The construction industry is undergoing a significant transformation, embracing electric equipment as viable alternatives to traditional diesel-powered counterparts. The increasing popularity of electric heavy machinery is attributed to several advantages, including lower or zero emissions, reduced operating costs, and quieter operations. However, as construction companies contemplate integrating electric machines into their fleets, understanding the operational nuances becomes crucial. One pressing question arises: How many hours must an electric machine run daily to match the performance of its diesel counterpart? Equally important is the concern about the longevity of the electric machine’s charge.
In assessing the operational requirements of electric machines, it becomes apparent that relying on the hours logged for equivalent diesel models may lead to significant overestimation. A pivotal factor contributing to this discrepancy is the elimination of idle time in electric machines, a stark contrast to their diesel counterparts.
Diesel engines necessitate idle periods for warming up and maintaining performance. Idle time also accumulates when an operator pauses work while another machine completes its designated task. This idle time adds up swiftly, and if diesel machines idle unnecessarily, such as during lunch breaks, the logged hours are not an accurate reflection of the actual operational hours required for their electric equivalents. Idle times can vary widely depending on the application, with machines idling 25% to 50% of the time not uncommon on many job sites.
Transitioning to electric equipment requires a departure from these traditional expectations. Electric machines offer instant power when the operator is actively controlling them. However, once control is relinquished, these machines quickly power down, eliminating excessive idle time.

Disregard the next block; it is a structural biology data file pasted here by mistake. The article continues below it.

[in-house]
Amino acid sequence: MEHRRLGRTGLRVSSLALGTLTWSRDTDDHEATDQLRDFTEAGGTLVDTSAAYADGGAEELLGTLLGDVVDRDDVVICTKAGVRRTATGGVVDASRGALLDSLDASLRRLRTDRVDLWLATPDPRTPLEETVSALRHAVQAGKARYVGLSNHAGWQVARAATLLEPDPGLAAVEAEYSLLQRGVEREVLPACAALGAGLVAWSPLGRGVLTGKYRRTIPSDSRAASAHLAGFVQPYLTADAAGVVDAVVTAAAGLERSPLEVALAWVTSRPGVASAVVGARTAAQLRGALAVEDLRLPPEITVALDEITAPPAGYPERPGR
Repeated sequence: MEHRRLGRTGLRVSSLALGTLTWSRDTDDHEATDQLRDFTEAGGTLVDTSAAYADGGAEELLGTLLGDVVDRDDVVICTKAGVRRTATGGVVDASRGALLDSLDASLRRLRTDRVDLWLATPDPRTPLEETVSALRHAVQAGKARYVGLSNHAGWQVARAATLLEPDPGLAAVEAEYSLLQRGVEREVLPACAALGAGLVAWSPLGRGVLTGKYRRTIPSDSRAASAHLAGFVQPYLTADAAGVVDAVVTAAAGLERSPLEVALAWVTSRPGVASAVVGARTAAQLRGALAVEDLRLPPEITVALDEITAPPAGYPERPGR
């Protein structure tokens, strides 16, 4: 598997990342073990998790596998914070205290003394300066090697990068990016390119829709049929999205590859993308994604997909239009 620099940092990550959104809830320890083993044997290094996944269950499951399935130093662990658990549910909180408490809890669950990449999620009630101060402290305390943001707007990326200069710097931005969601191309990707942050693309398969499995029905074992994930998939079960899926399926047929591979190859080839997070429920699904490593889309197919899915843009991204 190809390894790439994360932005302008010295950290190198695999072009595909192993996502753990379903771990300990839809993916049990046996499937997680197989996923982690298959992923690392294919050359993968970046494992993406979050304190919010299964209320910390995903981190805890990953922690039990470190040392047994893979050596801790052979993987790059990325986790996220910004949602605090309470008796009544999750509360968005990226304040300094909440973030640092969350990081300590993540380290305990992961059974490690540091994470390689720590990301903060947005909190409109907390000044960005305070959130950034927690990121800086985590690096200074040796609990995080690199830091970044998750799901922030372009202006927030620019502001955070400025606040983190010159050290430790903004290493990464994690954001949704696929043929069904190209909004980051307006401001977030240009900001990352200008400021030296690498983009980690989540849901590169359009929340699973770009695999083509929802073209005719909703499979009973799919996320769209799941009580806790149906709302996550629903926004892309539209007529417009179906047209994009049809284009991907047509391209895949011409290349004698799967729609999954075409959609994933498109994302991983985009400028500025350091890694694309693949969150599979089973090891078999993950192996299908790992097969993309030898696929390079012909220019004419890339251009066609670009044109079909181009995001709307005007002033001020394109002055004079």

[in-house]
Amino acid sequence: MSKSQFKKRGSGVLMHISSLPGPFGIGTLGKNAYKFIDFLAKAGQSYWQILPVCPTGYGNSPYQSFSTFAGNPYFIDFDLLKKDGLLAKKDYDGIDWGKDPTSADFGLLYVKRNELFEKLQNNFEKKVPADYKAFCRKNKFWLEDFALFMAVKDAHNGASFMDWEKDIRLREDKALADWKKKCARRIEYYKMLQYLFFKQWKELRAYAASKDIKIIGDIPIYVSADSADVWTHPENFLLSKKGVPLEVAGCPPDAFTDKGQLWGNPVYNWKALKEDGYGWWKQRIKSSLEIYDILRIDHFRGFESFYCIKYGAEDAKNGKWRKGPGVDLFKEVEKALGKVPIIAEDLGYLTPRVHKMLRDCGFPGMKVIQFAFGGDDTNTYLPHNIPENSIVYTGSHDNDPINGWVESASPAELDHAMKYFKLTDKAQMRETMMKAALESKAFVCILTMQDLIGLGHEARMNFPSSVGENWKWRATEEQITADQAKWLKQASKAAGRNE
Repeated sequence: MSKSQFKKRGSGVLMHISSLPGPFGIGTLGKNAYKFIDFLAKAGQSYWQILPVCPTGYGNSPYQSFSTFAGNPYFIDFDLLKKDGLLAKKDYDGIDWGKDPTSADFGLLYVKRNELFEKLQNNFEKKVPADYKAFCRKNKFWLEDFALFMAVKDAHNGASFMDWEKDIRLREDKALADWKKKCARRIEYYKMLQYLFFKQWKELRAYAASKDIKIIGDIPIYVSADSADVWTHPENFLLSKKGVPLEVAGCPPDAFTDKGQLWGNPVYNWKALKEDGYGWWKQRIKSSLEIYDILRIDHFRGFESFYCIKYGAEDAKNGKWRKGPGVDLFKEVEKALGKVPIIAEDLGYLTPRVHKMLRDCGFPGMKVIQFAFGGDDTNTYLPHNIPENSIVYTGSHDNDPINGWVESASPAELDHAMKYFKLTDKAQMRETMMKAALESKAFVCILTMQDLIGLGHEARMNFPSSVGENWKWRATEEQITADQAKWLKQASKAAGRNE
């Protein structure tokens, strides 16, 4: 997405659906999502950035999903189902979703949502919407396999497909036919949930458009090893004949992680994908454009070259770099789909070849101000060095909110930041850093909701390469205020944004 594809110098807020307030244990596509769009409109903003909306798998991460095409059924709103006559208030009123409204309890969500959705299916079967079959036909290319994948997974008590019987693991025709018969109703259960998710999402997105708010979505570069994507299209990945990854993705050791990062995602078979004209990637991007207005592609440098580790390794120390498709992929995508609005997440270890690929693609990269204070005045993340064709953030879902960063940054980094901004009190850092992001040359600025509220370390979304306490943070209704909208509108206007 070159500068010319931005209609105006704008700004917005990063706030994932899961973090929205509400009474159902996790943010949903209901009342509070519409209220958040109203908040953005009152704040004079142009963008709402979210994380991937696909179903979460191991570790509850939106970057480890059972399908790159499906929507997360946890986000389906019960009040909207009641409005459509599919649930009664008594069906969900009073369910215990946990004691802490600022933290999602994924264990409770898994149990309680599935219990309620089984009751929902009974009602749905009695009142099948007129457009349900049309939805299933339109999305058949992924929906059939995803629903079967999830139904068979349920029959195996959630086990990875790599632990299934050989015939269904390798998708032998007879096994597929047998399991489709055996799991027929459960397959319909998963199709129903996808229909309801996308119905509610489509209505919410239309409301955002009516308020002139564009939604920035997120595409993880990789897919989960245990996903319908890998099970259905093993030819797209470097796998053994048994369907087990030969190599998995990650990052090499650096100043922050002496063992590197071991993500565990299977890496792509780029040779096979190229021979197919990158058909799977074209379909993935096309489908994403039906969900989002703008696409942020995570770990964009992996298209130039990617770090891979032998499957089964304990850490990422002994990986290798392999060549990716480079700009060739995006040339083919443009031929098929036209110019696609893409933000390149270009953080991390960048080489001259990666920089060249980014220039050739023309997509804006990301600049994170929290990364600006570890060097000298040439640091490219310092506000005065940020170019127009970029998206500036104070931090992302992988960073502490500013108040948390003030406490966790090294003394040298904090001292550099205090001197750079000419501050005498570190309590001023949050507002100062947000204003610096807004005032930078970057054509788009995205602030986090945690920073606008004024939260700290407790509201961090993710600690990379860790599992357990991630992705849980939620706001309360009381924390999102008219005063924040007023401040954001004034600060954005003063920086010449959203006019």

As an example, Volvo compact electric machines are equipped with Auto Electric Motor Shut Down. When an operator ceases machine operation, the electric motor automatically turns off after a predefined period, selectable by the operator between three and 20 seconds. Resuming work prompts an instantaneous restart of the electric motor, providing immediate power as soon as the controls are engaged. This is a departure from the diesel engine scenario, where stopping work leads to idling and fuel consumption. In electric machines, the electric motors shut down based on the operator’s preferences, minimizing unnecessary idle time.
It’s essential to note that extreme cold weather can influence the operational duration of electric heavy equipment in certain applications. In colder regions, collaboration with local equipment dealers becomes crucial. They can assist in understanding how the machine(s) will be utilized, ensuring productivity and uptime align with specific environmental challenges.
For construction companies contemplating the incorporation of electric machines alongside their diesel-powered fleet, the dealer emerges as the most valuable resource. Consulting with the dealer facilitates accurate estimations of the required operating hours for electric machines. The transition to electric equipment reveals a marked departure from conventional expectations, and companies are likely to discover that the operational hours needed are not as extensive as initially presumed.
In conclusion, the construction industry’s shift towards electric heavy equipment is a transformative journey, offering environmental and economic benefits. Understanding the operational dynamics, especially the absence of idle time in electric machines, is crucial for accurate estimations. With the right insights from equipment dealers and an appreciation for the unique characteristics of electric machinery, construction companies can seamlessly integrate these advanced solutions into their fleets, realizing the full potential of sustainable and efficient operations.